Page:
GYPSUM CONTAINING WASTE:

Though gypsum containing wastes are non infectious as they are devoid of human fluid contamination, they are considered potentially toxic to the environment. In accordance with the Environment Permitting (England and Wales) Regulations 2010, gypsum was banned from normal landfill (containing biodegradable waste) and must go into a separate cell for high sulphate waste. Dental study moulds contain gypsum and plaster cast which, when landfilled with biodegradable waste, can produce hydrogen sulphide gas. Hydrogen sulphide gas is highly toxic and malodorous. The majority of dental study moulds are not infectious but should be segregated as a specific gypsum waste stream and be disposed of at specialist landfill sites.17

MEDICAL WASTE:

Regulated medical waste consists of sharps (hypodermic needleds, blades, syringes) and biohazardous wastes (e.g. laboratory wastes, solid wastes covered with blood or other potentially infectious materials and pharmaceuticals). Wastes containing mercury or contaminated with mercury should never be placed with the medical wastes as these wastes will be incinerated and there by releasing mercury into the environment.

Waste Sharps:

Sharps containers are designed specifically for the containment and disposal of sharps such as needles, syringes with needles, scalpel blades, clinical glass or other items capable of causing cuts or punctures. Sharps are to be placed into a puncture resistant leakproof container designed specifically for the management of sharps. If these containers are not resistant to penetration or compression, they pose a health risk to those involved in their handling and disposal.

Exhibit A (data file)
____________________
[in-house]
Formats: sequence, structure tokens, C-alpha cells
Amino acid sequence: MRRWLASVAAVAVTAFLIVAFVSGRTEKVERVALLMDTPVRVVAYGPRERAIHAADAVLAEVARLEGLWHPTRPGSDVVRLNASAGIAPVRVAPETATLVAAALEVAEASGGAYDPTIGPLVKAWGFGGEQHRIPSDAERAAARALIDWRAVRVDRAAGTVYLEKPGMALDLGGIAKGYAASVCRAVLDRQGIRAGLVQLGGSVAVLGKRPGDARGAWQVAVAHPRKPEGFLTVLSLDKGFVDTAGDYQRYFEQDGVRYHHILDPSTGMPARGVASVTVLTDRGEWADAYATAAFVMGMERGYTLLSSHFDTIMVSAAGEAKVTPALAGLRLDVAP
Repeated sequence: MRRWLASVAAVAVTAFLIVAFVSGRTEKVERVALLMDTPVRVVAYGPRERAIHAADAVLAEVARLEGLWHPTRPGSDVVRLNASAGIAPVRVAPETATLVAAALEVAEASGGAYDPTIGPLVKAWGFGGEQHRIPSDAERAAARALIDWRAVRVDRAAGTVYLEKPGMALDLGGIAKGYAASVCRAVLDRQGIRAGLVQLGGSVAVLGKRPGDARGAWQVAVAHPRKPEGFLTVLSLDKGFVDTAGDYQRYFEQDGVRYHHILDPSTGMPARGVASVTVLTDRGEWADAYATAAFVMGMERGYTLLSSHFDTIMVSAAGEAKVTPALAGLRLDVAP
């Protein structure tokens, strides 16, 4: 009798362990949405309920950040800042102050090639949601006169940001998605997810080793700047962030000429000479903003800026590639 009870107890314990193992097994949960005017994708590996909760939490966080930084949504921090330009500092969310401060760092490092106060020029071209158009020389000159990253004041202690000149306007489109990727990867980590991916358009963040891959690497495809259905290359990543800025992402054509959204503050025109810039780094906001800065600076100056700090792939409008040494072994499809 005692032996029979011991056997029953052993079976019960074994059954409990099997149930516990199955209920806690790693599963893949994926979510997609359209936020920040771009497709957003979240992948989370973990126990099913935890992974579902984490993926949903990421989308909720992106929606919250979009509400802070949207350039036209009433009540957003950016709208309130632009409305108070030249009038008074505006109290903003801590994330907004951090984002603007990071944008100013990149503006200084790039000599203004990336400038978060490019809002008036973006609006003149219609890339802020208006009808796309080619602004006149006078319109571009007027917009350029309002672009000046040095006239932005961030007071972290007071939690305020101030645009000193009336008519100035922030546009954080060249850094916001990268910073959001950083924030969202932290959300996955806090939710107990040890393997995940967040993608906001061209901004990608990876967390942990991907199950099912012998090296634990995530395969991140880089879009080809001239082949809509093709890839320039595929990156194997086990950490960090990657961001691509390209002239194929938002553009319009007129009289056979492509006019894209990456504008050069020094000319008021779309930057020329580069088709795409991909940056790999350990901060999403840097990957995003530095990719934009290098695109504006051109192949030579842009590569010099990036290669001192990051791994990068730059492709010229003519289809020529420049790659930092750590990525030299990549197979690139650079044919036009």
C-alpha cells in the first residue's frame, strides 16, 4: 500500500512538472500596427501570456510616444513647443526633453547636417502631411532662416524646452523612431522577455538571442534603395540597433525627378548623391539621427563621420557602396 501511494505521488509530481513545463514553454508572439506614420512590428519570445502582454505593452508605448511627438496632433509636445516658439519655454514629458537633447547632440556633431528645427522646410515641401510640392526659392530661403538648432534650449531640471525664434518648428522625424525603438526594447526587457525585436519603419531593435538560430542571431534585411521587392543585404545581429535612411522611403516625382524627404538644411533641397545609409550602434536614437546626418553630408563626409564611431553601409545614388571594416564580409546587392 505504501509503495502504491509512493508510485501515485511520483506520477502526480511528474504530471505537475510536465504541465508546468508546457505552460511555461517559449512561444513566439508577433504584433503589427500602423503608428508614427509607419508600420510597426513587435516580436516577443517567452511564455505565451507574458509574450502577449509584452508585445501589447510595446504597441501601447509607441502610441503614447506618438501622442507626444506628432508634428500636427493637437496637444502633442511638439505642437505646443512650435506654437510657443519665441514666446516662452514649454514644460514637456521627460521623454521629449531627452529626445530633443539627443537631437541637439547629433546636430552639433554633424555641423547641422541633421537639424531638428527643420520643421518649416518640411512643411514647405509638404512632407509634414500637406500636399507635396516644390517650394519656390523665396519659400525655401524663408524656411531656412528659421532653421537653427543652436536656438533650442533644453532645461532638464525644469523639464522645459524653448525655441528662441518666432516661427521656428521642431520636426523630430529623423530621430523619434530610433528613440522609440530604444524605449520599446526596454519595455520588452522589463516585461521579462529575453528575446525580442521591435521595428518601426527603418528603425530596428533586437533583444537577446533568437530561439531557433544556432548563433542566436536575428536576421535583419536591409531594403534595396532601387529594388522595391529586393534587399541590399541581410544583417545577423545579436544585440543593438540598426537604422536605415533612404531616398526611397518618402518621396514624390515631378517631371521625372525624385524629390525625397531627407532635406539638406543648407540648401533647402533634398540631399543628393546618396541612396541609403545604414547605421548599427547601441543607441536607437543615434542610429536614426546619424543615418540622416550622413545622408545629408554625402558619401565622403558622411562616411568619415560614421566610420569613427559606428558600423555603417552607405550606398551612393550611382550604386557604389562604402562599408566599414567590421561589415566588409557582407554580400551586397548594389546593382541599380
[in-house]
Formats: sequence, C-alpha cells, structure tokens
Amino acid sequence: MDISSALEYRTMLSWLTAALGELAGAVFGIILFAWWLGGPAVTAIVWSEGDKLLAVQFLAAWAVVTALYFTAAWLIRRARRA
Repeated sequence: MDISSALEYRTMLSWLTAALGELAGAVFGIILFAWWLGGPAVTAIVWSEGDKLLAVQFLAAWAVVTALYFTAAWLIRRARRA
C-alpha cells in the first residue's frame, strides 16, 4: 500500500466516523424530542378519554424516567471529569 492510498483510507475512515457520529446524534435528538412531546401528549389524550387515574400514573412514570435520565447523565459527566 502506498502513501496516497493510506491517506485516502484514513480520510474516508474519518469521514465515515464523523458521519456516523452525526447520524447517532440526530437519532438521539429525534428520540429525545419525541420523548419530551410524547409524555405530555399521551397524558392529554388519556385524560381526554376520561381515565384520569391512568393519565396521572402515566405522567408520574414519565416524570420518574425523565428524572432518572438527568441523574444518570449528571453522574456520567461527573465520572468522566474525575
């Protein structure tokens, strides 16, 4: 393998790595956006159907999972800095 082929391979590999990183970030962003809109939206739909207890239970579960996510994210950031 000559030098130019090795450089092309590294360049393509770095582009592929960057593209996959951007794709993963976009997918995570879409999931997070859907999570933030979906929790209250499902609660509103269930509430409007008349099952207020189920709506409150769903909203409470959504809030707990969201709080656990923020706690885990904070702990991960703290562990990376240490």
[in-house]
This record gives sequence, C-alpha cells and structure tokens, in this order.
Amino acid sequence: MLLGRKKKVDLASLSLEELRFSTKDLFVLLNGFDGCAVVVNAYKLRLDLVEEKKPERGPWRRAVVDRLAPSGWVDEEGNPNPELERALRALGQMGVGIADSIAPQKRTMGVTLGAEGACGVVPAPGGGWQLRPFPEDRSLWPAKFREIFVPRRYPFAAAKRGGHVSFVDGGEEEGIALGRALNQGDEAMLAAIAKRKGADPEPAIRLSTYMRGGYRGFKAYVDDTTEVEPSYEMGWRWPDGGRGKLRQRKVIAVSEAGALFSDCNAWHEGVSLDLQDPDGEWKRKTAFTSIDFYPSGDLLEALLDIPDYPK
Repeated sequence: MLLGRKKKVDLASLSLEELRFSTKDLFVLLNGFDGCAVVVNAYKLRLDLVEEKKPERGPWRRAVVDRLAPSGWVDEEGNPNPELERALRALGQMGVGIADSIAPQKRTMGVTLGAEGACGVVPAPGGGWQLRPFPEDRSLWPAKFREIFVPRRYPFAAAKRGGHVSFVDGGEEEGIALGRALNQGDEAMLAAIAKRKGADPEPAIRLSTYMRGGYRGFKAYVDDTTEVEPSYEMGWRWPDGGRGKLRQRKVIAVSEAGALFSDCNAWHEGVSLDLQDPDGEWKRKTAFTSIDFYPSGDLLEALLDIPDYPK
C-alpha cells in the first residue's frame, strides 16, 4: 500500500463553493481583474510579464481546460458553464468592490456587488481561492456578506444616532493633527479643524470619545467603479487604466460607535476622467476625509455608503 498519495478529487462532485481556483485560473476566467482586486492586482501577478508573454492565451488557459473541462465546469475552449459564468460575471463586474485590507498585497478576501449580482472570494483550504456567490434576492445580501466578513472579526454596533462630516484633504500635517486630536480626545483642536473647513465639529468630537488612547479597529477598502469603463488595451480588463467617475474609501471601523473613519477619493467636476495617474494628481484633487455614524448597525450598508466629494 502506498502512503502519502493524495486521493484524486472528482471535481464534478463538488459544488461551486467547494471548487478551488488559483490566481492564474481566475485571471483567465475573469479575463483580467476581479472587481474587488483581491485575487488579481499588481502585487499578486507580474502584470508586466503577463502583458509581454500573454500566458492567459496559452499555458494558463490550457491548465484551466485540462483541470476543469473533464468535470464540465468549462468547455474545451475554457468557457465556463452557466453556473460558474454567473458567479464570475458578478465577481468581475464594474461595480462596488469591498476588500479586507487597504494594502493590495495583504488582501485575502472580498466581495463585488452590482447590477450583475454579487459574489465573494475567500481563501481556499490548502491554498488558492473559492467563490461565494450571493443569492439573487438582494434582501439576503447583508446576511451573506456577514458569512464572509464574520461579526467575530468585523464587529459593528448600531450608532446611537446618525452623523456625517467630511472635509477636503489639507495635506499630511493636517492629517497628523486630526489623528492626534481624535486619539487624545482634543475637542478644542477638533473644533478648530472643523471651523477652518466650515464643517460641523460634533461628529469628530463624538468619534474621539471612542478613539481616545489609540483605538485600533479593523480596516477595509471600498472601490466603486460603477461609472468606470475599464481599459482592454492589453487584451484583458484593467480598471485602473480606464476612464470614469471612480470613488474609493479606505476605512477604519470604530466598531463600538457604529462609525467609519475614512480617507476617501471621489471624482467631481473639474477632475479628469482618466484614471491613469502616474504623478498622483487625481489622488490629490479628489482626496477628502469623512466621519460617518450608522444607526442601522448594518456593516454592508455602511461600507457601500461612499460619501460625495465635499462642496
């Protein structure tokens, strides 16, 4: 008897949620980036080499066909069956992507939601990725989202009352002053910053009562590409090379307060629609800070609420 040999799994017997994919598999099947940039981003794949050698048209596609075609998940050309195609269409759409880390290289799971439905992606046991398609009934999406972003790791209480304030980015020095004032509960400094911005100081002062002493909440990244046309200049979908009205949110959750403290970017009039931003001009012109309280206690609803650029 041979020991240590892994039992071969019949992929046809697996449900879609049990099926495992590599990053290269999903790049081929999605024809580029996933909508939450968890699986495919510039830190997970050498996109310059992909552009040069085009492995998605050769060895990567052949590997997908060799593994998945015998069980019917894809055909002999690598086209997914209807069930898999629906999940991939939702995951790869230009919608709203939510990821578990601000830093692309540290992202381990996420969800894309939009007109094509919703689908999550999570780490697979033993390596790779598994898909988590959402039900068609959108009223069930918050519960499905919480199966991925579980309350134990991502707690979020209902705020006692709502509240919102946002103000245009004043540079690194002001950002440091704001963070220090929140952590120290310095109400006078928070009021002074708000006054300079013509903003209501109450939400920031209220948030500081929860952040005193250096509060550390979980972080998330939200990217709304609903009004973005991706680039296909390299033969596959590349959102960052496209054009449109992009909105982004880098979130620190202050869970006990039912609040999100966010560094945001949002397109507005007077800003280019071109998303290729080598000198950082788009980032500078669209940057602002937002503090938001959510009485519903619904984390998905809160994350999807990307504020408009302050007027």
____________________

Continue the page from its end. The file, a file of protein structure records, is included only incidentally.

Needlestick and puncture wound injuries and resulting infections have been recorded in situations where sharps have been improperly handled and/or disposed. All clinical sharps should be considered potentially infectious. Disposable sharps should be placed in a proper sharps container. A sharps container should be located in each operatory and the sterilization lab.

These should be: Separated from other types of biomedical waste. Placed in a rigid, puncture resistant, leakproof container (provided by biomedical waste disposal vendors) and labelled“biohazard waste sharps” .

Permanently sealed in the container (when full) and picked up by a biomedical waste disposal vendor for proper disposal. To prevent injury do not fill sharps containers past the fill line or if no fill line exists, more than three quarters.

Other types of biomedical waste including soiled rubber gloves, used swabs and other blood or body fluid saturated items. These should be Separated from waste sharps. Placed in a red bag that is labeled “biohazard” . Stored in a rigid leakproof container. Picked up by a biomedical waste disposal vendor for proper disposal.